# Correlation Between MATH and DOW

By analyzing existing cross correlation between MATH and DOW, you can compare the effects of market volatilities on MATH and DOW and check how they will diversify away market risk if combined in the same portfolio for a given time horizon. You can also utilize pair trading strategies of matching a long position in MATH with a short position of DOW. Check out your portfolio center. Please also check ongoing floating volatility patterns of MATH and DOW.

Can any of the company-specific risk be diversified away by investing in both MATH and DOW at the same time? Although using a correlation coefficient on its own may not help to predict future stock returns, this module helps to understand the diversifiable risk of combining MATH and DOW into the same portfolio, which is an essential part of the fundamental portfolio management process.
## Diversification Opportunities for MATH and DOW

-0.07 | Correlation Coefficient | MATH DOW |

### Good diversification

The 3 months correlation between MATH and DOW is

**-0.07**. Overlapping area represents the amount of risk that can be diversified away by holding MATH and DOW in the same portfolio assuming nothing else is changed. The correlation between historical prices or returns on DOW and MATH is a relative statistical measure of the degree to which these equity instruments tend to move together. The correlation coefficient measures the extent to which returns on MATH are associated (or correlated) with DOW. Values of the correlation coefficient range from -1 to +1, where. The correlation of zero (0) is possible when the price movement of DOW has no effect on the direction of MATH i.e., MATH and DOW go up and down completely randomly.## Pair Corralation between MATH and DOW

Assuming the 90 days trading horizon MATH is expected to under-perform the DOW. In addition to that, MATH is 4.39 times more volatile than DOW. It trades about -0.05 of its total potential returns per unit of risk. DOW is currently generating about 0.11 per unit of volatility. If you would invest

**3,153,551**in DOW on**July 29, 2021**and sell it today you would**earn a total of 414,387**from holding DOW or generate**13.14%**return on investment over**90**days.Time Period | 3 Months [change] |

Direction | Moves Against |

Strength | Insignificant |

Accuracy | 66.27% |

Values | Daily Returns |

## MATH vs. DOW

Performance (%) |

Timeline |

## MATH and DOW Volatility Contrast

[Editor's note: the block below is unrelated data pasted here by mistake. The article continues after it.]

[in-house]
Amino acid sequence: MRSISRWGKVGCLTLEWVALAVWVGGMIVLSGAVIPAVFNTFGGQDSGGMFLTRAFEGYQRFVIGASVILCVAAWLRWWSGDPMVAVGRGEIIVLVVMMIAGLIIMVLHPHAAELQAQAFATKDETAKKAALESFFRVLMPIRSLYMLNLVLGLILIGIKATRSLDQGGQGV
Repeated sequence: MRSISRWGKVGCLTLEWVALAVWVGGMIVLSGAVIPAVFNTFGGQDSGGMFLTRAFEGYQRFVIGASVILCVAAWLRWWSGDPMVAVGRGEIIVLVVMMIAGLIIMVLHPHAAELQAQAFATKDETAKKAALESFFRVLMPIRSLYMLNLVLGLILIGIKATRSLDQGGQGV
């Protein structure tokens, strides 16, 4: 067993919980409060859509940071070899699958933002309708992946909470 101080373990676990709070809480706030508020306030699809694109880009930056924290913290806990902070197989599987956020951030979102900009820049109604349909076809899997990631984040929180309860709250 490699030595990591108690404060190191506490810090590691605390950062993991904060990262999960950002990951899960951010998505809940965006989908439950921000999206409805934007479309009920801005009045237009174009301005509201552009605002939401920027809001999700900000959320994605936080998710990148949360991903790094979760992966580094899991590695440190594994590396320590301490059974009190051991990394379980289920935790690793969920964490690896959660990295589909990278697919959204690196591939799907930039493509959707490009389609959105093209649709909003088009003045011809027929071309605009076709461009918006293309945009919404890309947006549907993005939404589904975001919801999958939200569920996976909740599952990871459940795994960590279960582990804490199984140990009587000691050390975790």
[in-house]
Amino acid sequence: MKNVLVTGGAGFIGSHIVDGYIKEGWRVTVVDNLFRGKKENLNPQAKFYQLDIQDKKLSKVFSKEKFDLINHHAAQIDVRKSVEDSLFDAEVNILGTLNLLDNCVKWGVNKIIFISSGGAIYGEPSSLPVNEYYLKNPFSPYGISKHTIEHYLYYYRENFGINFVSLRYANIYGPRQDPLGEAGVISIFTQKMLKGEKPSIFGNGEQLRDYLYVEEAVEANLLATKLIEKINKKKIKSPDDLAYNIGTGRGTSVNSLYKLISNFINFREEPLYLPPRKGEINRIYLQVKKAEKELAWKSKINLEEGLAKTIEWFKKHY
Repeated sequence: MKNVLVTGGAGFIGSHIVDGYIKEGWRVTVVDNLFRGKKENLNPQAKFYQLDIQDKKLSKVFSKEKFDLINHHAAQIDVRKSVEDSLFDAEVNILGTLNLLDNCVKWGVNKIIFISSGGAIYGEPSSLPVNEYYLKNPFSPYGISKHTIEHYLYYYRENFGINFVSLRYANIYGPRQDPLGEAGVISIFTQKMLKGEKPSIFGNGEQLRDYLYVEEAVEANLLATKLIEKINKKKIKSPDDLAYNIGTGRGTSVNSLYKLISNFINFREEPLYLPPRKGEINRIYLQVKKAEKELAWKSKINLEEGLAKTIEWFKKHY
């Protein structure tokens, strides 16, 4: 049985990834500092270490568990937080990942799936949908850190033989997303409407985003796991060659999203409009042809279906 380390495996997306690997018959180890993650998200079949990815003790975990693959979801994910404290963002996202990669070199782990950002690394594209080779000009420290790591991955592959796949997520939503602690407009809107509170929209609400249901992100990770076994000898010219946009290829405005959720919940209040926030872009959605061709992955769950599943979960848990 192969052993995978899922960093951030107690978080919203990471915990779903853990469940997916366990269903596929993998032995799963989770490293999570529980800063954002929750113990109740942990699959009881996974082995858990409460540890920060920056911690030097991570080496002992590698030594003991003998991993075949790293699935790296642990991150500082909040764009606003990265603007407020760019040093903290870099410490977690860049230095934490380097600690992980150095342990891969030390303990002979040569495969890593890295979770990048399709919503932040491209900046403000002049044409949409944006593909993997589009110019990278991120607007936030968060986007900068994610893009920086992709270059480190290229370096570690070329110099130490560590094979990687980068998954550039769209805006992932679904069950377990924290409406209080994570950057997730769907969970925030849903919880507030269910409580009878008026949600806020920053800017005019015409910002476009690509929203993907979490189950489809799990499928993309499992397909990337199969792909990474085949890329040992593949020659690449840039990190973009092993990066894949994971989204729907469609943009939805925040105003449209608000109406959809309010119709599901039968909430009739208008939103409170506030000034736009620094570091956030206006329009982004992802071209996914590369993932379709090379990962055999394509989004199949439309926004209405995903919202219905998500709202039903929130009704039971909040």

Predicted Return Density |

Returns |

## MATH

### Pair trading matchups for MATH

## DOW

### Pair trading matchups for DOW

The effect of pair diversification on risk is to reduce it, but we should note this doesn't apply to all risk types. When we trade pairs against DOW as a counterpart, there is always some inherent risk that will never be diversified away no matter what. This volatility limits the effect of tactical diversification using pair trading. DOW's systematic risk is the inherent uncertainty of the entire market, and therefore cannot be mitigated even by pair-trading it against the equity that is not highly correlated to it. On the other hand, DOW's unsystematic risk describes the types of risk that we can protect against, at least to some degree, by selecting a matching pair that is not perfectly correlated to DOW.

## Pair Trading with MATH and DOW

The main advantage of trading using opposite MATH and DOW positions is that it hedges away some unsystematic risk. Because of two separate transactions, even if MATH position performs unexpectedly, DOW can make up some of the losses. Pair trading also minimizes risk from directional movements in the market. For example, if an entire industry or sector drops because of unexpected headlines, the short position in DOW will offset losses from the drop in DOW's long position.## MATH

### Pair trading matchups for MATH

## DOW

### Pair trading matchups for DOW

The effect of pair diversification on risk is to reduce it, but we should note this doesn't apply to all risk types. When we trade pairs against DOW as a counterpart, there is always some inherent risk that will never be diversified away no matter what. This volatility limits the effect of tactical diversification using pair trading. DOW's systematic risk is the inherent uncertainty of the entire market, and therefore cannot be mitigated even by pair-trading it against the equity that is not highly correlated to it. On the other hand, DOW's unsystematic risk describes the types of risk that we can protect against, at least to some degree, by selecting a matching pair that is not perfectly correlated to DOW.

Check out your portfolio center. Note that this page's information should be used as a complementary analysis to find the right mix of equity instruments to add to your existing portfolios or create a brand new portfolio. You can also try Fundamental Analysis module to view fundamental data based on most recent published financial statements.

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